Why randomized interventional studies

La Caze, Adam (2013) Why randomized interventional studies. Journal of Medicine and Philosophy, 38 4: 352-368. doi:10.1093/jmp/jht028

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Author La Caze, Adam
Title Why randomized interventional studies
Journal name Journal of Medicine and Philosophy   Check publisher's open access policy
ISSN 0360-5310
1744-5019
Publication date 2013-08
Sub-type Article (original research)
DOI 10.1093/jmp/jht028
Open Access Status
Volume 38
Issue 4
Start page 352
End page 368
Total pages 17
Place of publication Cary, NC, United States
Publisher Oxford University Press
Collection year 2014
Language eng
Formatted abstract
A number of arguments have shown that randomization is not essential in experimental design. Scientific conclusions can be drawn on data from experimental designs that do not involve randomization. John Worrall has recently taken proponents of randomized studies to task for suggesting otherwise. In doing so, however, Worrall makes an additional claim: randomized interventional studies are epistemologically equivalent to observational studies, providing the experimental groups are comparable according to background knowledge. I argue against this claim. In the context of testing the efficacy of drug therapies, well-designed interventional studies are epistemologically superior to well-designed observational studies because they have the capacity to avoid a type of selection bias. Although arguments for interventional studies are present in the medical literature, these arguments are too often presented as an argument for randomization. Randomization in interventional studies is defended on Bayesian grounds.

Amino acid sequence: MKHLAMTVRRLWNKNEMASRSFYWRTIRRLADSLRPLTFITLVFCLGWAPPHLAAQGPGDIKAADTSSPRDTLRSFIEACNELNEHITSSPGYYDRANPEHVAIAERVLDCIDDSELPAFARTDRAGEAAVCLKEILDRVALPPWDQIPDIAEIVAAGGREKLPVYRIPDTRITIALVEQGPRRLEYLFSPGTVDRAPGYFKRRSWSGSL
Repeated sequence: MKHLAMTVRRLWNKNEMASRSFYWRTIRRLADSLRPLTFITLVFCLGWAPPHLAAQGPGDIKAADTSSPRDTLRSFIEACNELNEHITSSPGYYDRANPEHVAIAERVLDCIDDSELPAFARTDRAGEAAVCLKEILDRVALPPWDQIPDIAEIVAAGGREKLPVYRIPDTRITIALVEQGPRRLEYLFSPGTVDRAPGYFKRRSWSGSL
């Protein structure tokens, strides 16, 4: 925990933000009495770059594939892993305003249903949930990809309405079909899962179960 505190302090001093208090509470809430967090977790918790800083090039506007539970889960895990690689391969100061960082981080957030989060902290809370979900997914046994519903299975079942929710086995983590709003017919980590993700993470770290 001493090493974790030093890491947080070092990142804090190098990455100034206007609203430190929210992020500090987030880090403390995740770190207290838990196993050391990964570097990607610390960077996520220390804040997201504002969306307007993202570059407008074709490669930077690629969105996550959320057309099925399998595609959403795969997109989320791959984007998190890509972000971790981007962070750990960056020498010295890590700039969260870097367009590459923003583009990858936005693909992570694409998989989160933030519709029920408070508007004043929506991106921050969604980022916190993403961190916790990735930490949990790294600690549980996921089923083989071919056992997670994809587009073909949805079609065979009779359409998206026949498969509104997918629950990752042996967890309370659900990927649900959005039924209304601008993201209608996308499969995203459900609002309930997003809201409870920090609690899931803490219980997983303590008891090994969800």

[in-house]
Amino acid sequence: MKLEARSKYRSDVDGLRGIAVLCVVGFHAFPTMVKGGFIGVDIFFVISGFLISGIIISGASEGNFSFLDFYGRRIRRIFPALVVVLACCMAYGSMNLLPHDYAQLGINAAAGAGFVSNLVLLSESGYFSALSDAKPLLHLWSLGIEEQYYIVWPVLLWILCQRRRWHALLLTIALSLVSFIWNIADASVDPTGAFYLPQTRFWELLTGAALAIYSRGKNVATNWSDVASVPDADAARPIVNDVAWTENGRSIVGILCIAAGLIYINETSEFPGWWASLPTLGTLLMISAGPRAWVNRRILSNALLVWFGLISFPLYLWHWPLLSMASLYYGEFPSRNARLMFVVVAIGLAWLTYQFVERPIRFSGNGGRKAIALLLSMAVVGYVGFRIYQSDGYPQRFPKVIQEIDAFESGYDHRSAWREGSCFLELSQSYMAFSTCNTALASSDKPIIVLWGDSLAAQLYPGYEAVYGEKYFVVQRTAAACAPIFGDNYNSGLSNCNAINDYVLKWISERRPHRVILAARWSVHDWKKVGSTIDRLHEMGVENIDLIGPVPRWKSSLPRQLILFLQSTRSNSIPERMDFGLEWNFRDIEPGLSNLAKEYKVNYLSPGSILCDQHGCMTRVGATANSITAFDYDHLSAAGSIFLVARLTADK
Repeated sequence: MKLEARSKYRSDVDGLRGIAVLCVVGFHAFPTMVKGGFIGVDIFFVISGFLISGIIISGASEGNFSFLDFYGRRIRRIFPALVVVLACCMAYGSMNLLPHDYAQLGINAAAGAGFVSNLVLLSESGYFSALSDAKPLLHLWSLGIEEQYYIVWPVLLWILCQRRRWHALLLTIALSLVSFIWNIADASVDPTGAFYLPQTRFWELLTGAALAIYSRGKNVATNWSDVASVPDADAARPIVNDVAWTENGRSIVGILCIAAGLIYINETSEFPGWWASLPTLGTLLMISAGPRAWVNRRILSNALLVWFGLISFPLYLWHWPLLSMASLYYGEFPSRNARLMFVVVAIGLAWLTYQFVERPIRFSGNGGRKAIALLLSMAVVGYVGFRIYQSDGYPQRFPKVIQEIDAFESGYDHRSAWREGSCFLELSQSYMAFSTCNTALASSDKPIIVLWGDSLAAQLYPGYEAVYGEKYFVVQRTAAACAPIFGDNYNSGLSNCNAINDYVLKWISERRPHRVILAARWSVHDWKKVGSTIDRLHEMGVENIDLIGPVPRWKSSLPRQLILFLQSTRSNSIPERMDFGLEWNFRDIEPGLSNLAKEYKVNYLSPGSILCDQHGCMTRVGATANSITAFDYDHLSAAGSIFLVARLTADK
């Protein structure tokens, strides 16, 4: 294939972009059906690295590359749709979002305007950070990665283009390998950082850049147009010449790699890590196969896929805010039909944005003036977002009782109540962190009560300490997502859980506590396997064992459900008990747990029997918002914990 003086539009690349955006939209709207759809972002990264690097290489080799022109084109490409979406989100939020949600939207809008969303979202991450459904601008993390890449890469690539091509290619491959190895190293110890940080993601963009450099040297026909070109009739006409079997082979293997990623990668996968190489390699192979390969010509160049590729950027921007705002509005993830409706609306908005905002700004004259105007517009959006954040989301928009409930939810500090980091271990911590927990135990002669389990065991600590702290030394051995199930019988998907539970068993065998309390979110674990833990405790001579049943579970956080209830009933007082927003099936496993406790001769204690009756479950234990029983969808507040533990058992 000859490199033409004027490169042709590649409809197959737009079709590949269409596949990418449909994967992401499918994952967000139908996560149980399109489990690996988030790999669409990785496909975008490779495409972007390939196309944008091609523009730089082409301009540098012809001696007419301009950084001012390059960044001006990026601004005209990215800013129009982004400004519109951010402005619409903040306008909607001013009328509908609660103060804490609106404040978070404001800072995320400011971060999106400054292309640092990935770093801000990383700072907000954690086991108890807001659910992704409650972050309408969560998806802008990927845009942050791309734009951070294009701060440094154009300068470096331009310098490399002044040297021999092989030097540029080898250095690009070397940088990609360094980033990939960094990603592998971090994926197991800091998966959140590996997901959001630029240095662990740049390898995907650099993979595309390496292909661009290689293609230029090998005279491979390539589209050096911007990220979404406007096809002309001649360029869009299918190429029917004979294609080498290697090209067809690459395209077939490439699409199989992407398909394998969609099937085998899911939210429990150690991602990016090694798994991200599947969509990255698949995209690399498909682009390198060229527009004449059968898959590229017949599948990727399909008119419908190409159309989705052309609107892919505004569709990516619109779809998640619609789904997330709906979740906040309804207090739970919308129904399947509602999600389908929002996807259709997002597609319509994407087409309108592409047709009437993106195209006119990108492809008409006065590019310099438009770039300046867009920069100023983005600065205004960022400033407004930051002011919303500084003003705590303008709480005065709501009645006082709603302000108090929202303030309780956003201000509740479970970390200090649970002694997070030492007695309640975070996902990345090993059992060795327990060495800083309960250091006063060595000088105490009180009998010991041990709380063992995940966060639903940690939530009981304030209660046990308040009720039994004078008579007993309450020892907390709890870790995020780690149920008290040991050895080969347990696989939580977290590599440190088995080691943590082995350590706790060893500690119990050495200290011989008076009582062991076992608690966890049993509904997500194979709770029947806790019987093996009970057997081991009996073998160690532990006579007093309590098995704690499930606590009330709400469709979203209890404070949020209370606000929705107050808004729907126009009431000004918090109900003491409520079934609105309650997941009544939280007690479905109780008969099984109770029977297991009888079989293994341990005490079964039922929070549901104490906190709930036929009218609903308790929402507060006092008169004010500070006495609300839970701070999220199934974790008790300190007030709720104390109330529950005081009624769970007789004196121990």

Keyword Epidemiology
Evidence-based medicine
Evidence in medicine
Observational studies
Randomized controlled trials
Coronary heart-disease
Replacement therapy
Controlled-trial
Clinical-trials
Medicine
Q-Index Code C1
Q-Index Status Confirmed Code
Institutional Status UQ

Document type: Journal Article
Sub-type: Article (original research)
Collections: Official 2014 Collection
School of Pharmacy Publications
 
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Citation counts: TR Web of Science Citation Count  Cited 3 times in Thomson Reuters Web of Science Article | Citations
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